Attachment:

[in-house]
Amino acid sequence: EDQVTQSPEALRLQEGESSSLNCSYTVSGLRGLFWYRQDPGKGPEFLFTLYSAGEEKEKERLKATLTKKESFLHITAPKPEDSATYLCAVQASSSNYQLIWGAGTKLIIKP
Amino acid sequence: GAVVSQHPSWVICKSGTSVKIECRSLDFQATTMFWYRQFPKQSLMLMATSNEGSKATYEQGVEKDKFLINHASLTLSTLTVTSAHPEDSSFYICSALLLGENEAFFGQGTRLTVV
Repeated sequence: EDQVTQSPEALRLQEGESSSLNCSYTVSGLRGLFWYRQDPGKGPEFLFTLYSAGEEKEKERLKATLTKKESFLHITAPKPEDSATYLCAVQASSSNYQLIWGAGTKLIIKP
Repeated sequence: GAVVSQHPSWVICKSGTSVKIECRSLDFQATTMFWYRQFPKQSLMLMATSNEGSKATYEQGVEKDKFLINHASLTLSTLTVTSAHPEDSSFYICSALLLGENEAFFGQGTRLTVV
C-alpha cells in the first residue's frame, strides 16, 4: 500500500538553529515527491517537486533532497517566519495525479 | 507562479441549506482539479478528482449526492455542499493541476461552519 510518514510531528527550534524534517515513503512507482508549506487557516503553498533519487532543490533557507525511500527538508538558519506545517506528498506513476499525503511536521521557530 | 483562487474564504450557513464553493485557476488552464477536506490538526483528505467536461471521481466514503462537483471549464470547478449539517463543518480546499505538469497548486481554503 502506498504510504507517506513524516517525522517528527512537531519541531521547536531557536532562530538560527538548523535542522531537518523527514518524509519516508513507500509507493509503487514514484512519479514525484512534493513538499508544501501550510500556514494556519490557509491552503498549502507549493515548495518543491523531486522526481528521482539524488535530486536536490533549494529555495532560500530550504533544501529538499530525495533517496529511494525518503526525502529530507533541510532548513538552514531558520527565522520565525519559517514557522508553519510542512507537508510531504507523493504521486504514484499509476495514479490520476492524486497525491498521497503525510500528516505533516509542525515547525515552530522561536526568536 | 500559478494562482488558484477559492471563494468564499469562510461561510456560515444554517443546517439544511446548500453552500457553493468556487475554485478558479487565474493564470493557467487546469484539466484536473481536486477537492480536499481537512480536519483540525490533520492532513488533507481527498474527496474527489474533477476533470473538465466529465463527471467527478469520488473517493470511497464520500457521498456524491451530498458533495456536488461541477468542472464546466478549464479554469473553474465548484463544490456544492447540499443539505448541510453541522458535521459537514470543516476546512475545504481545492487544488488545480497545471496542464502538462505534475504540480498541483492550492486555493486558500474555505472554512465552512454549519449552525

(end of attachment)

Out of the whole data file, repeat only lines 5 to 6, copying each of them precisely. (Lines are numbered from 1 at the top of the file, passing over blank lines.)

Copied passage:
Repeated sequence: GAVVSQHPSWVICKSGTSVKIECRSLDFQATTMFWYRQFPKQSLMLMATSNEGSKATYEQGVEKDKFLINHASLTLSTLTVTSAHPEDSSFYICSALLLGENEAFFGQGTRLTVV
C-alpha cells in the first residue's frame, strides 16, 4: 500500500538553529515527491517537486533532497517566519495525479 | 507562479441549506482539479478528482449526492455542499493541476461552519 510518514510531528527550534524534517515513503512507482508549506487557516503553498533519487532543490533557507525511500527538508538558519506545517506528498506513476499525503511536521521557530 | 483562487474564504450557513464553493485557476488552464477536506490538526483528505467536461471521481466514503462537483471549464470547478449539517463543518480546499505538469497548486481554503 502506498504510504507517506513524516517525522517528527512537531519541531521547536531557536532562530538560527538548523535542522531537518523527514518524509519516508513507500509507493509503487514514484512519479514525484512534493513538499508544501501550510500556514494556519490557509491552503498549502507549493515548495518543491523531486522526481528521482539524488535530486536536490533549494529555495532560500530550504533544501529538499530525495533517496529511494525518503526525502529530507533541510532548513538552514531558520527565522520565525519559517514557522508553519510542512507537508510531504507523493504521486504514484499509476495514479490520476492524486497525491498521497503525510500528516505533516509542525515547525515552530522561536526568536 | 500559478494562482488558484477559492471563494468564499469562510461561510456560515444554517443546517439544511446548500453552500457553493468556487475554485478558479487565474493564470493557467487546469484539466484536473481536486477537492480536499481537512480536519483540525490533520492532513488533507481527498474527496474527489474533477476533470473538465466529465463527471467527478469520488473517493470511497464520500457521498456524491451530498458533495456536488461541477468542472464546466478549464479554469473553474465548484463544490456544492447540499443539505448541510453541522458535521459537514470543516476546512475545504481545492487544488488545480497545471496542464502538462505534475504540480498541483492550492486555493486558500474555505472554512465552512454549519449552525